ESR 7:137-154 (2009)  -  doi:10.3354/esr00198

REVIEW
Climate change and marine turtles

Lucy A. Hawkes1,4, Annette C. Broderick1, Matthew H. Godfrey2,3, Brendan J. Godley1,*

1Marine Turtle Research Group, Centre for Ecology and Conservation, School of Biosciences, University of Exeter, Tremough Campus, Treliever Road, Penryn, Cornwall TR10 9EZ, UK
2North Carolina Wildlife Resources Commission, 1507 St. Ann Street, Beaufort, North Carolina 28516, USA
3Nicholas School of Environment and Earth Sciences, Duke University Marine Lab, 135 Marine Lab Road, Beaufort, North Carolina 28516-9721, USA
4Present address: School of Biological Sciences, Bangor University, Brambell Building, Deiniol Road, Bangor, Gwynedd LL57 2UW, UK
*Corresponding author. Email:

ABSTRACT: Marine turtles occupy a wide range of terrestrial and marine habitats, and many aspects of their life history have been demonstrated to be closely tied to climatic variables such as ambient temperature and storminess. As a group, therefore, marine turtles may be good indicators of climate change effects on coastal and marine habitats. Despite the small number of species in the taxon and a growing body of research in the field, the evidence base to predict resultant impacts of climate change remains relatively poor. We review the data from peer-reviewed publications to assess the likely impacts of climate change on marine turtles and highlight the types of data that would be most useful for an accurate assessment of future effects. The cumulative indications from these previous studies indicate that future research should focus on: (1) climate change effects on key habitats upon which turtles depend; (2) factors that influence nest site selection; (3) the consequences of skewed primary sex ratios; and (4) the effect of climate change on turtles at sea, for example range shifts and dietary breadth. Although it is too early to give detailed management recommendations, careful protection of coastlines along which turtles nest should be considered, as should the protection of beaches that produce male hatchlings, which may be of increased importance in the future. More active management approaches, for example translocation of eggs to suitable yet vacant nesting beaches, may be necessary to consider under worst-case scenarios.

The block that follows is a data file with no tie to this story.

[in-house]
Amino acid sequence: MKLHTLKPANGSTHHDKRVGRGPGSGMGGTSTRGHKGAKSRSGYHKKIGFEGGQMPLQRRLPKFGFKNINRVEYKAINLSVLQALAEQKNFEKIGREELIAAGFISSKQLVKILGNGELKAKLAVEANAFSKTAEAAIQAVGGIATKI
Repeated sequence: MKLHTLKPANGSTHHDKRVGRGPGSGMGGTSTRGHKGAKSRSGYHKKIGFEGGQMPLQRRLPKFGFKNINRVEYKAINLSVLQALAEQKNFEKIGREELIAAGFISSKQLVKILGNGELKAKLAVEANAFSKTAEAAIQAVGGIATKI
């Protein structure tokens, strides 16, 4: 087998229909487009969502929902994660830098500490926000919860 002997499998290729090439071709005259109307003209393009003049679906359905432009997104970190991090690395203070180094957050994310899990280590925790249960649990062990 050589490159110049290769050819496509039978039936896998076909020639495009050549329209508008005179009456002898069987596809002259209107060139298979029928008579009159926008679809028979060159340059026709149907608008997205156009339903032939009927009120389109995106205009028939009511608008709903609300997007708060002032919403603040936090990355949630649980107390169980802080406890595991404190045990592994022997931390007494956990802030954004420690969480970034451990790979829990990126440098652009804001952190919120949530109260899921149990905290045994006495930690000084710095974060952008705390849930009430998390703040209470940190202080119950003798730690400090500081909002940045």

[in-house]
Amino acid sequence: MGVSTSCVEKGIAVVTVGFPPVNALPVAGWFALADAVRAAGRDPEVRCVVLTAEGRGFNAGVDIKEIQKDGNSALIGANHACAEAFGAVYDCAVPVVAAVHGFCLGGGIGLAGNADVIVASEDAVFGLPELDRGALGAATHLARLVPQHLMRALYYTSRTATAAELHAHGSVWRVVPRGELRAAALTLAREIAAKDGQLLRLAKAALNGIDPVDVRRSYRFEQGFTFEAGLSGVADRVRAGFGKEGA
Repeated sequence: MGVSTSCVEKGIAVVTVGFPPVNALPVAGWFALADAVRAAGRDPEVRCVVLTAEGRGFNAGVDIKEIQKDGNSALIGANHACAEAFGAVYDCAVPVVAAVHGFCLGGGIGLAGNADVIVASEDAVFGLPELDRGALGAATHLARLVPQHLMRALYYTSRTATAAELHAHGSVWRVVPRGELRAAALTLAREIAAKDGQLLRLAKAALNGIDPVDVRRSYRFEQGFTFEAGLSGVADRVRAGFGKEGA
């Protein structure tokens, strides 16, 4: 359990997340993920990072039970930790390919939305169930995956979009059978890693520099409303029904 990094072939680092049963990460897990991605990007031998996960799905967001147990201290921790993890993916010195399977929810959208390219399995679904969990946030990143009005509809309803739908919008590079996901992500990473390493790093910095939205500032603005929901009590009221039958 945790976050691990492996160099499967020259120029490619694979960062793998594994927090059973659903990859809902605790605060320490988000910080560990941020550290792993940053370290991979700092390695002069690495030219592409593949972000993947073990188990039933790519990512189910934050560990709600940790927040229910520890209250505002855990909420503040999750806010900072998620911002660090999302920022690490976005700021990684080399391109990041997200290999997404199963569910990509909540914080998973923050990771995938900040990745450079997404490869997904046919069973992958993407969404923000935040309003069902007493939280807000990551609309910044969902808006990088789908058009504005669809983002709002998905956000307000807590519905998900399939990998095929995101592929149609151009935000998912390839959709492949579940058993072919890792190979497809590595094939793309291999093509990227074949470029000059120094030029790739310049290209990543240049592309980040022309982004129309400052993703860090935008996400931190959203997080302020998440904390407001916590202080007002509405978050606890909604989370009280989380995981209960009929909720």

KEY WORDS: Global warming · Sea turtle · Temperature · Sex ratio · Phenology · Range · Conservation management · Sea level rise


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Cite this article as: Hawkes LA, Broderick AC, Godfrey MH, Godley BJ (2009) Climate change and marine turtles. Endang Species Res 7:137-154

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